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Medline ® Abstract for Reference 6

of 'Endoscopic ultrasound-guided fine-needle aspiration biopsy in the gastrointestinal tract'

Factors predicting the number of EUS-guided fine-needle passes for diagnosis of pancreatic malignancies.
Erickson RA, Sayage-Rabie L, Beissner RS
Gastrointest Endosc. 2000;51(2):184.
BACKGROUND: The factors that affect the number of needle passes needed to diagnose pancreatic malignancies using endoscopic ultrasound (EUS) -guided fine-needle aspiration are unknown.
METHODS: Patient and endosonographic data were prospectively recorded on 121 consecutive patients with pancreatic malignancy. Of these, 110 underwent EUS-guided fine-needle aspiration. A cytopathologist was in attendance for all aspiration procedures.
RESULTS: Initial EUS detected a pancreatic mass in 96% of cases; 23% of these were not seen by computed tomography. EUS-guided fine-needle aspiration was performed in 109 of 110 (99%) patients, including 95 masses, 7 lymph nodes, and 7 hepatic metastases. EUS-guided fine-needle aspiration provided a cytologic diagnosis of malignancy in 104 of 110 (95%). Only tumor differentiation and the site of aspiration affected the number of passes.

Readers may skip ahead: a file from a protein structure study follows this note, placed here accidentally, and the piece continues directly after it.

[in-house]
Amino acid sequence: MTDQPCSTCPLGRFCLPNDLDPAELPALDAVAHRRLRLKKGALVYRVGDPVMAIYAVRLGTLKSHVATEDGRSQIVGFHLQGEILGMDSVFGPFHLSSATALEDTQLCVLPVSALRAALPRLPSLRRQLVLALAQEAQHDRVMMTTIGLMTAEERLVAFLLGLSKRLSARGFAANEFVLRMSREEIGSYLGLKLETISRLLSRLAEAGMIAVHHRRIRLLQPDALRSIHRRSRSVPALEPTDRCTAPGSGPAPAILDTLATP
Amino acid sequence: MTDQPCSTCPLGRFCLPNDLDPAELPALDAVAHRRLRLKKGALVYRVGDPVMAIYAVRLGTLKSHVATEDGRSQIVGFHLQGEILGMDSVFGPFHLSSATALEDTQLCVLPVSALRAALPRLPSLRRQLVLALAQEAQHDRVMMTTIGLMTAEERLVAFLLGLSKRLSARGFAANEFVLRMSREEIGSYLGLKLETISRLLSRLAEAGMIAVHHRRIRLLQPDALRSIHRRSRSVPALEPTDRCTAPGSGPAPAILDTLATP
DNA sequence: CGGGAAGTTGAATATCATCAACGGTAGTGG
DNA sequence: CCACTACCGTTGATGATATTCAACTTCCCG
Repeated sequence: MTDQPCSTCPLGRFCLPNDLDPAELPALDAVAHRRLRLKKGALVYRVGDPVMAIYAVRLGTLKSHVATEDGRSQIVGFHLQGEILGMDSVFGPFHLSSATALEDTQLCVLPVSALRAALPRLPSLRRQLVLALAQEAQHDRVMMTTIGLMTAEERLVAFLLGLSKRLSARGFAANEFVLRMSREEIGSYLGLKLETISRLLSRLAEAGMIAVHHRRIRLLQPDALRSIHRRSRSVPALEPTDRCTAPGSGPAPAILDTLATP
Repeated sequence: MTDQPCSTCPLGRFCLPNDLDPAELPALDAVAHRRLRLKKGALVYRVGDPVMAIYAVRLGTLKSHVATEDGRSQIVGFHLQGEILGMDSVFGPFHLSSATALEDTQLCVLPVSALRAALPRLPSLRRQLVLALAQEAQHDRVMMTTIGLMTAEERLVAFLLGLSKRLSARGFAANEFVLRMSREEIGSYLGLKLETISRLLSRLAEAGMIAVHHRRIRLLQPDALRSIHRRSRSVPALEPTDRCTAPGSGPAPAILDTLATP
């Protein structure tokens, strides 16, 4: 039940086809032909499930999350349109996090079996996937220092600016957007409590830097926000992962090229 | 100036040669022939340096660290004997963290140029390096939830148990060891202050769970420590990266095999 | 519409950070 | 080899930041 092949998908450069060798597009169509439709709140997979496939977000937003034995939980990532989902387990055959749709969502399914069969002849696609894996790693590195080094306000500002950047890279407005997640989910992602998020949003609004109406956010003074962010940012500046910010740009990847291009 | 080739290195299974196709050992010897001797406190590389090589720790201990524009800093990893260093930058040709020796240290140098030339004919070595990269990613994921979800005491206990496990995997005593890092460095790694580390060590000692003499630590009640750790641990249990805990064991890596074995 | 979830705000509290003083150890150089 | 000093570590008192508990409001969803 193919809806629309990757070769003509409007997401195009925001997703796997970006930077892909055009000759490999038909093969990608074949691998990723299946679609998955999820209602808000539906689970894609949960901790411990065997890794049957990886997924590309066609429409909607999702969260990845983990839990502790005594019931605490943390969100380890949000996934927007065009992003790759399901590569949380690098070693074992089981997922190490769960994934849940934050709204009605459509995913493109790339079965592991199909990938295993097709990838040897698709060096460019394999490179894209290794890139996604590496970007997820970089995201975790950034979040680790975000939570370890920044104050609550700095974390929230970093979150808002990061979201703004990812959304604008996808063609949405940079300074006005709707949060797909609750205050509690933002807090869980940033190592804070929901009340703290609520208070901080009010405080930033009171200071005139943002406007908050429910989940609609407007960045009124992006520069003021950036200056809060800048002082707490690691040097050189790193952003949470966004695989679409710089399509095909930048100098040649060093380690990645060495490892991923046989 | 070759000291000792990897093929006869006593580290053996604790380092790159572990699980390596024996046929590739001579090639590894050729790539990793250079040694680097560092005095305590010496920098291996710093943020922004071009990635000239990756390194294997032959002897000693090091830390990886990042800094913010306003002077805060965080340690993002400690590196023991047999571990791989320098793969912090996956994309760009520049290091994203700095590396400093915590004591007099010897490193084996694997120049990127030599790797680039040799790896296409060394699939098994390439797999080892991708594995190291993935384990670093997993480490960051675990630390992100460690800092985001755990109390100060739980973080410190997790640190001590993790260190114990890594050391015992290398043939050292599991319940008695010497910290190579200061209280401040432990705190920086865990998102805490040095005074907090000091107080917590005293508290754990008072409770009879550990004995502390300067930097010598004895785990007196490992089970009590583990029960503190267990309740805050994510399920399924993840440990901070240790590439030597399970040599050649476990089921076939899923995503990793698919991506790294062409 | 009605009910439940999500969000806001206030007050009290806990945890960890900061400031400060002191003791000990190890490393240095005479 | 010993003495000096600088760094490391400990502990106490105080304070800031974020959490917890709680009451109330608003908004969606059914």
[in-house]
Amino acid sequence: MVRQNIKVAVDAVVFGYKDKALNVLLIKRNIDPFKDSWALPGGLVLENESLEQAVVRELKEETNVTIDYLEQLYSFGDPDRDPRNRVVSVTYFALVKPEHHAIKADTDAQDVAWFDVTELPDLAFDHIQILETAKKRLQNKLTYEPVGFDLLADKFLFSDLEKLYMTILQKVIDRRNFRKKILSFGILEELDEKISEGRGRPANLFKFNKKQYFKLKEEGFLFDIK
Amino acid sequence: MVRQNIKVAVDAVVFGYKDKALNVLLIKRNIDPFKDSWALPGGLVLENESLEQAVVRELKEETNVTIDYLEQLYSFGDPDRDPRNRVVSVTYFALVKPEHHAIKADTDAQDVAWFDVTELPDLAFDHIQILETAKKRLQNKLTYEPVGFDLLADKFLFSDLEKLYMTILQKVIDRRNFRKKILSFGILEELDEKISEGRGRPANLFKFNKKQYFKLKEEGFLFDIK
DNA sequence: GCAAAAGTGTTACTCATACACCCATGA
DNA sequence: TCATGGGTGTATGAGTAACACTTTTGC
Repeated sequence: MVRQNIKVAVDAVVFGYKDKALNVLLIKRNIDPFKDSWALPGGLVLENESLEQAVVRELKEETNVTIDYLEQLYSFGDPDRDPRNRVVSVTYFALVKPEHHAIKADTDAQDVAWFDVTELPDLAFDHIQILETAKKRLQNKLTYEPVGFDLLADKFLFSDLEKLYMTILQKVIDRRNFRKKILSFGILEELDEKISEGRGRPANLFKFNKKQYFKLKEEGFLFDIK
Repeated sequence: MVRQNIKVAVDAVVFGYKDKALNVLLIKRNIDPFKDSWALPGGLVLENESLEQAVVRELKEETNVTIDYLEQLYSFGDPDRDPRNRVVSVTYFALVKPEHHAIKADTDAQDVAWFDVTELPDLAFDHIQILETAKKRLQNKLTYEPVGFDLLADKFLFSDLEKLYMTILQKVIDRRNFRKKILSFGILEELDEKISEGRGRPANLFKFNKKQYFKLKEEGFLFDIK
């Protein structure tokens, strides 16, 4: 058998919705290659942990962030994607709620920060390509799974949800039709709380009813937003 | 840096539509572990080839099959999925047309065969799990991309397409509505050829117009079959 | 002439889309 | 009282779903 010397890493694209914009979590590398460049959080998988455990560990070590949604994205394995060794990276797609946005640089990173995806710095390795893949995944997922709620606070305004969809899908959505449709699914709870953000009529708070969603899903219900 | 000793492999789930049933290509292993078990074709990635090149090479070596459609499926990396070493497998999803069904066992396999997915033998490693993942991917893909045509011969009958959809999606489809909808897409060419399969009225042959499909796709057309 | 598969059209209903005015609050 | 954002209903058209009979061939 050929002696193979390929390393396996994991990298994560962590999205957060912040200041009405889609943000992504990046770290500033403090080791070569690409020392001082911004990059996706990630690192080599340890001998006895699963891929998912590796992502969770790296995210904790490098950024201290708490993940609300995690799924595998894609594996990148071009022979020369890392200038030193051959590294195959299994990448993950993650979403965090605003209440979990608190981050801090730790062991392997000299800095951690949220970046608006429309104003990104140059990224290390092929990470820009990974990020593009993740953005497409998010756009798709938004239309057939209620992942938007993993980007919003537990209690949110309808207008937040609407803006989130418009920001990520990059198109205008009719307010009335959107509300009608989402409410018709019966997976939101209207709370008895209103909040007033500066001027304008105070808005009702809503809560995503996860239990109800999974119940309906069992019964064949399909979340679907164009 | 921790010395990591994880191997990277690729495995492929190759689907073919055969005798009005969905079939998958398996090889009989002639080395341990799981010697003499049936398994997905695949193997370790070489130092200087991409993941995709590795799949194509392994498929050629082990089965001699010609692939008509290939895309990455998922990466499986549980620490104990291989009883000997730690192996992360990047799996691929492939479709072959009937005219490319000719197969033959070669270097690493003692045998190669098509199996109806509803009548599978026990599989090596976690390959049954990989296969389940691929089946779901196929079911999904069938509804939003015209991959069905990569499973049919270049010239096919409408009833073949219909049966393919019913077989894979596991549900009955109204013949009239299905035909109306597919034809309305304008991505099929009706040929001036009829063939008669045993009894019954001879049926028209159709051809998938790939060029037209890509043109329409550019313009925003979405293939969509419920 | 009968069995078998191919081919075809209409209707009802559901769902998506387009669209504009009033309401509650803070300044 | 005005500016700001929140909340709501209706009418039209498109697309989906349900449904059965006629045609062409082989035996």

CONCLUSIONS: With the participation of a cytopathologist, EUS-guided fine-needle aspiration can diagnosepancreatic malignancies with a high degree of accuracy. Only the aspiration site (mass versus node/liver metastasis) can be used to direct the number of passes if a cytopathologist is not present. Without a cytopathologist in attendance, 5 to 6 passes should be made for pancreatic masses and 2 to 3 for liver metastases or lymph nodes; however, this approach will be associated with a 10% to 15% reduction in definitive cytologic diagnoses, extra procedure time, increased risk and additional needles.
Departments of Medicine and Pathology, Scott&White, Texas A&M Health Science Center, Temple, TX 76508, USA.